While at least five counties across Wisconsin have rescinded their own “safer at home” orders put in place after the state Supreme Court knocked down the statewide directive this week, Dane County officials say their local guidelines are here to stay.
As of Friday afternoon, two days after the court order striking down Gov. Tony Evers’ administration’s extended stay-at-home order, officials in Brown, Kenosha, Manitowoc, Outagamie and Winnebago counties set aside their own orders, with some citing legal concerns.
But in Madison and Dane County, where officials implemented their own joint version of Evers' "safer at home order" an hour after the court ruled, Assistant City Attorney Marci Paulsen and Dane County Deputy Corporation Counsel Carlos Pabellón confirmed leaders would not be going back on their decision.
"We will not be rescinding our orders; we believe they are legal and clearly authorized under state statute," Paulsen said on behalf of Madison & Dane County Public Health.
As of Friday, 517 people have tested positive for COVID-19 and 25 have died from it within Dane County.
"We don't expect our decision, our local health orders to be rescinded," Pabellón said.
Mayor Satya Rhodes-Conway said the city will be guided by science and data.
"We’re 100% committed to upholding public health," Rhodes-Conway said. "Our interpretation of the Supreme Court ruling suggests that nothing they did takes away the power of local public health departments to protect the public."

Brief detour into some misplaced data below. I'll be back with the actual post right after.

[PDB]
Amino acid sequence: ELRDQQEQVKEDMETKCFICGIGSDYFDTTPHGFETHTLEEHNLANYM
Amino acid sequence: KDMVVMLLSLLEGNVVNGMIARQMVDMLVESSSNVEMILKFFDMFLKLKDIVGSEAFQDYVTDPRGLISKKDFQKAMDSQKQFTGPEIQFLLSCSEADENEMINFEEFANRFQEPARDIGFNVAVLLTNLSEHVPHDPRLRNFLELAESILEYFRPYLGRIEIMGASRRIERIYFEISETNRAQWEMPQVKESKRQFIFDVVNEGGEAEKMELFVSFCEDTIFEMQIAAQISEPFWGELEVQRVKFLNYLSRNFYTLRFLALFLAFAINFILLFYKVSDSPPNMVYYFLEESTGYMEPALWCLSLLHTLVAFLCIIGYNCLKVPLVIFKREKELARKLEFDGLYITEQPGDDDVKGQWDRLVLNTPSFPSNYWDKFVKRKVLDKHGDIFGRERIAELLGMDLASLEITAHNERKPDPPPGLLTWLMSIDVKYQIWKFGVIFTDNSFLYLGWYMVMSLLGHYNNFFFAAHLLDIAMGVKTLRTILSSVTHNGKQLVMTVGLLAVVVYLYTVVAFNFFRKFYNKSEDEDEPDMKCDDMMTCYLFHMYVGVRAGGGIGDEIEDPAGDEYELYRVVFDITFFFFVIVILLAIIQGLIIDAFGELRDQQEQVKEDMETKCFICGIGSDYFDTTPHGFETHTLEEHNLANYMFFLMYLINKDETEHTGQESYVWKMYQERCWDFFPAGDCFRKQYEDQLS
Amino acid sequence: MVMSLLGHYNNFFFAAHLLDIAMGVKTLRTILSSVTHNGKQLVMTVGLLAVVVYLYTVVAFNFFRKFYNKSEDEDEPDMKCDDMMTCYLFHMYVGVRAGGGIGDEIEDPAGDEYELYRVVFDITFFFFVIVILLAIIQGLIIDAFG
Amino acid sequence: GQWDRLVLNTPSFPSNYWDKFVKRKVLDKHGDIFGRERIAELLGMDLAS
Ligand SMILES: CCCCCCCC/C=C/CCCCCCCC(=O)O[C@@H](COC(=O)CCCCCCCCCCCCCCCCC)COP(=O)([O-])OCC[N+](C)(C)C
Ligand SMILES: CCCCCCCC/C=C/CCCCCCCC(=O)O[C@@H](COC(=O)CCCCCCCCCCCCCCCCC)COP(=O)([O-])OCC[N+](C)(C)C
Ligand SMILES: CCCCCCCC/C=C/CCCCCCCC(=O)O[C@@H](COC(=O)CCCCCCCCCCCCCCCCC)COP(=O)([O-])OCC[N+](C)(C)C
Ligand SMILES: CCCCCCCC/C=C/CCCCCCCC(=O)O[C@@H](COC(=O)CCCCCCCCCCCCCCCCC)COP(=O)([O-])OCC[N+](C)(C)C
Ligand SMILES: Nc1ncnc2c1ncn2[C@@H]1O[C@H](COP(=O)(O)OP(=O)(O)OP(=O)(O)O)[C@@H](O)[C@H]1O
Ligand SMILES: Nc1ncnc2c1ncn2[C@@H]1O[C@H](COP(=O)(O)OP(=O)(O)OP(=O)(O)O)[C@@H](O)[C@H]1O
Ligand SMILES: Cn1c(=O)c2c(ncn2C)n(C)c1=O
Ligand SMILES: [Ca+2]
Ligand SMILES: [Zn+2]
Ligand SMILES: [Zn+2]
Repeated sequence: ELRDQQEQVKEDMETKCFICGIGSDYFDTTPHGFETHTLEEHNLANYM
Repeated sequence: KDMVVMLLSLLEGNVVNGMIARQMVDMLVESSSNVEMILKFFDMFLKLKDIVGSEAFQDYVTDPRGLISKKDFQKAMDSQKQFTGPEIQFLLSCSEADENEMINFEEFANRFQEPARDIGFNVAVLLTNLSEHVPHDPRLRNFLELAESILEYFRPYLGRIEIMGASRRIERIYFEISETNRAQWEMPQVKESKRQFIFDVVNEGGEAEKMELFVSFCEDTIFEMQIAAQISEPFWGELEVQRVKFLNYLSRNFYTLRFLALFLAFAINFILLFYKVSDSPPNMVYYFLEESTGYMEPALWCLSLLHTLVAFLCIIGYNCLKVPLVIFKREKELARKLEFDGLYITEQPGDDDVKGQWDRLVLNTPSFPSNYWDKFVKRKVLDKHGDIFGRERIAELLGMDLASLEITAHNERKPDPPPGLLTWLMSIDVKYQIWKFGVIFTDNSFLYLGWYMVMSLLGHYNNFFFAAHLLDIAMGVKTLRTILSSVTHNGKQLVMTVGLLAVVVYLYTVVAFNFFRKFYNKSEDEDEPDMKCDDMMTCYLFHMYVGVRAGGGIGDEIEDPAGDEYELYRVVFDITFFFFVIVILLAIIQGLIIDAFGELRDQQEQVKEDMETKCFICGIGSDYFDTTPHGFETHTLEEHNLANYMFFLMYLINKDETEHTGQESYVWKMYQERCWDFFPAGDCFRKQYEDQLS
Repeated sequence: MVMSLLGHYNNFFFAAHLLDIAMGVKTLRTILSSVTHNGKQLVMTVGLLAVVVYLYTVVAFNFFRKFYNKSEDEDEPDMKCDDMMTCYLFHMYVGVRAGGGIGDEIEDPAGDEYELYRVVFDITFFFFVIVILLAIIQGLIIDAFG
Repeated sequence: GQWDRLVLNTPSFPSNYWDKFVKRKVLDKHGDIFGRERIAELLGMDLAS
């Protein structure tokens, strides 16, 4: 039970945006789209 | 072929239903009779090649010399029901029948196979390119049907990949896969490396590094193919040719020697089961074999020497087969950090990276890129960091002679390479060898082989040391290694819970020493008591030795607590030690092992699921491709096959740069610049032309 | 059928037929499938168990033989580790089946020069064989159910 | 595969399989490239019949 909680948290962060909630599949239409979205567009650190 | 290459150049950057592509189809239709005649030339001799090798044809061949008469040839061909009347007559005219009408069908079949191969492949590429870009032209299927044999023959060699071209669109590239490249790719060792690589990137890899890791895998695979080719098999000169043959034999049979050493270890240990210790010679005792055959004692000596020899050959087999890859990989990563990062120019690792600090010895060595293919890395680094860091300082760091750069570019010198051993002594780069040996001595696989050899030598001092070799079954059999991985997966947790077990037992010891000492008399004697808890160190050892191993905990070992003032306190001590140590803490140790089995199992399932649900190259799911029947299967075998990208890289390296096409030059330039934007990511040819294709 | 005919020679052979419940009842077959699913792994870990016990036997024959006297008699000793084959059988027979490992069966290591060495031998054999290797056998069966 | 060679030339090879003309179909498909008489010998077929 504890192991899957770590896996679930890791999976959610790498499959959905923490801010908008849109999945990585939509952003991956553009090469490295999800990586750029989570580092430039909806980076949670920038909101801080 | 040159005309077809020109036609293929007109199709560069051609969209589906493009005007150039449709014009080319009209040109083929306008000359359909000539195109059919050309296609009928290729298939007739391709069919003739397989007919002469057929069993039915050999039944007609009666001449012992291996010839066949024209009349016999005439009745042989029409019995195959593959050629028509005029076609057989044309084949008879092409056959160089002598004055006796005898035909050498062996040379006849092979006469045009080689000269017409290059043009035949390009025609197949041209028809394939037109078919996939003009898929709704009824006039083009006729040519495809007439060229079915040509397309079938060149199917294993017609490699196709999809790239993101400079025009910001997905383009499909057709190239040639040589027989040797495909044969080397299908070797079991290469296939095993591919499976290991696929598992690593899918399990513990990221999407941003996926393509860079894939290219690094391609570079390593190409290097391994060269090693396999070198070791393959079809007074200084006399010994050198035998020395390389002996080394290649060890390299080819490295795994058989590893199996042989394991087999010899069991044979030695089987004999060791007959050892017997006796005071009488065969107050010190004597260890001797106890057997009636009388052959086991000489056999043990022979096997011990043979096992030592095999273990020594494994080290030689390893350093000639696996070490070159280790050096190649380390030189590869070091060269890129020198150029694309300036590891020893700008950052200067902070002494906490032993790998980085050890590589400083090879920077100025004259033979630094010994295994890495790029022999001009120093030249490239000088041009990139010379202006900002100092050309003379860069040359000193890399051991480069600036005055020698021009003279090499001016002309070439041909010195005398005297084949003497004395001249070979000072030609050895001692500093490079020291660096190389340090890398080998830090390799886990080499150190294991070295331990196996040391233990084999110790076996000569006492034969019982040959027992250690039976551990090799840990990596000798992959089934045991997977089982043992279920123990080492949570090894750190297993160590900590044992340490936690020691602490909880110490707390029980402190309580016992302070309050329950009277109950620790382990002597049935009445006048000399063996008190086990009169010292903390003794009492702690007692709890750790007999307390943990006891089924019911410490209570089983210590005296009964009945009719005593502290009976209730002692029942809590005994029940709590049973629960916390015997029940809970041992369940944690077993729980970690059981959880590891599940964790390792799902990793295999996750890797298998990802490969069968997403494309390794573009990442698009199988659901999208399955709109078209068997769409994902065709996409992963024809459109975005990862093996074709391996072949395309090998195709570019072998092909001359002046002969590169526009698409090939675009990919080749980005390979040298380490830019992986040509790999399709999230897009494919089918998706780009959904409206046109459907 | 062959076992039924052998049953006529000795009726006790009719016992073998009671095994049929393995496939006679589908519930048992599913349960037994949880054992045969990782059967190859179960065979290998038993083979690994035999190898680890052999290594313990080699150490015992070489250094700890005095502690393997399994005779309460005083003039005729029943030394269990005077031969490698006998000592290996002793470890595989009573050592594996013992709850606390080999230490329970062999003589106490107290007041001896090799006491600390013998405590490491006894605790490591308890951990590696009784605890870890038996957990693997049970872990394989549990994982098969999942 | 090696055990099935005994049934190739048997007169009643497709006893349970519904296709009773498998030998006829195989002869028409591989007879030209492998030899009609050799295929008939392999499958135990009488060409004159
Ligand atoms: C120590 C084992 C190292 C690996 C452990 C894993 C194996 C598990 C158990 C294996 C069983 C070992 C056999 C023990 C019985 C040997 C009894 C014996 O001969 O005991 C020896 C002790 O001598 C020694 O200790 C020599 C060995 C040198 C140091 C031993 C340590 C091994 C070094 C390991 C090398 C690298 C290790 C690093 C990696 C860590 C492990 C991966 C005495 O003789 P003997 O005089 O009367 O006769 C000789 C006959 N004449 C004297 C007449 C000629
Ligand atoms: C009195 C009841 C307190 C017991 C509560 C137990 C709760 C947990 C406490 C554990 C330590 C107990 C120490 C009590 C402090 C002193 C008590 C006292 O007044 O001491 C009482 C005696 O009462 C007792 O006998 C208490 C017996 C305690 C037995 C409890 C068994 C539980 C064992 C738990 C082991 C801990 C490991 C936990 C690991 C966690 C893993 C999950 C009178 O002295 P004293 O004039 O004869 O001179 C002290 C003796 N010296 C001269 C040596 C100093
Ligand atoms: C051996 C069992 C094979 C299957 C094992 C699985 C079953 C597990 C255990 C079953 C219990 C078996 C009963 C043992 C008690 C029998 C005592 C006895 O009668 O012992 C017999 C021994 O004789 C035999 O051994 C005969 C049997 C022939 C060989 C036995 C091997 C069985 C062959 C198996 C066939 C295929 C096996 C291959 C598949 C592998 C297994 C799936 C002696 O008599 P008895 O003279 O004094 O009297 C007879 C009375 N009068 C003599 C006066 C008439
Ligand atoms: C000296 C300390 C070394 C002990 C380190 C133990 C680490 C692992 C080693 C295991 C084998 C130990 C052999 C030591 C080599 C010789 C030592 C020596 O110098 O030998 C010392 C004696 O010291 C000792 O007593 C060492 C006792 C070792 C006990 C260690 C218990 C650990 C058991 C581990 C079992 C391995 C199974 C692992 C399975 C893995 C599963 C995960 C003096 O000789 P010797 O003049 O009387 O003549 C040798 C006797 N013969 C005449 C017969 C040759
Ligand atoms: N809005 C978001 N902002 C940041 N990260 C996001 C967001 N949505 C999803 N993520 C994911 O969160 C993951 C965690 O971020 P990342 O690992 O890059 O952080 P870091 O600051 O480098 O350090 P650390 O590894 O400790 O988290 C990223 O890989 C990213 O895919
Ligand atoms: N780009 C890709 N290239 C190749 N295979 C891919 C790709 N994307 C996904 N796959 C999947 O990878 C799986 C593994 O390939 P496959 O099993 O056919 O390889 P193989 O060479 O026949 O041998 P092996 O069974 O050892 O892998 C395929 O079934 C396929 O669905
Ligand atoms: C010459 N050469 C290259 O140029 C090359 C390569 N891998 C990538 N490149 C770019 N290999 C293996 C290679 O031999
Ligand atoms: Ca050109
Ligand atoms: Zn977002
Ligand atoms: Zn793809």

The affirmation came after local officials across the state opted to roll back their guidelines, including in Brown County, which saw more than 2,000 confirmed cases of COVID-19 as of Friday, the second-highest in the state behind Milwaukee County.
Officials there argued their order wouldn’t survive a court challenge, according to local media reports. The move prompted nearby Manitowoc County to rescind its own order shortly after, health officer Mary Halada wrote in a new directive.
“The transmission of COVID-19 was likely to occur if Brown County’s businesses were closed while Manitowoc County’s remained open,” she wrote. “This rationale no longer applies and therefore, the May 14, 2020 Order #5 has been rescinded.”
Outagamie County officials followed shortly after, with County Executive Tom Nelson saying, according to one report, that it had become "clear that the Legislature has no plans for a staged and sensible reopening of our public spaces." And Winnebago County, whose order was set to expire the morning of May 20, also rescinded its decision, per an NBC 26 roundup.
It’s unclear whether local stay-at-home orders are legal. The Wisconsin Counties Association noted on its website that it's possible orders could "suffer from the same deficiencies that caused the Court to invalidate the Safer at Home Order."
That's because enforcement of local health orders is under the same statute as is enforcement of the extended statewide stay-at-home directive, the association wrote, the same statute the court cited "as problematic in terms of enforcement of the Safer at Home Order."